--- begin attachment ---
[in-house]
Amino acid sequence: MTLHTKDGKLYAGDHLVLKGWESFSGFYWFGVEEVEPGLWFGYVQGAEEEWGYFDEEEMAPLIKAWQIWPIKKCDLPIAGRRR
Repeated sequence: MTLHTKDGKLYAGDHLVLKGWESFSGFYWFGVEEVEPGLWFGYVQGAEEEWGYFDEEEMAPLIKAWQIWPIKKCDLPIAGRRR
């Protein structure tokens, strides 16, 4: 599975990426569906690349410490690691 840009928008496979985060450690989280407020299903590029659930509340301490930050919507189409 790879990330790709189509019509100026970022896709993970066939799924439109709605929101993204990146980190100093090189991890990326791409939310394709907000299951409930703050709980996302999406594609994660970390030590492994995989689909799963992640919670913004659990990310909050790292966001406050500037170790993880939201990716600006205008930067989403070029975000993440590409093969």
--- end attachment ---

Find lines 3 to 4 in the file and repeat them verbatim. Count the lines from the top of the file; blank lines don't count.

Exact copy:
Repeated sequence: MTLHTKDGKLYAGDHLVLKGWESFSGFYWFGVEEVEPGLWFGYVQGAEEEWGYFDEEEMAPLIKAWQIWPIKKCDLPIAGRRR
């Protein structure tokens, strides 16, 4: 599975990426569906690349410490690691 840009928008496979985060450690989280407020299903590029659930509340301490930050919507189409 790879990330790709189509019509100026970022896709993970066939799924439109709605929101993204990146980190100093090189991890990326791409939310394709907000299951409930703050709980996302999406594609994660970390030590492994995989689909799963992640919670913004659990990310909050790292966001406050500037170790993880939201990716600006205008930067989403070029975000993440590409093969």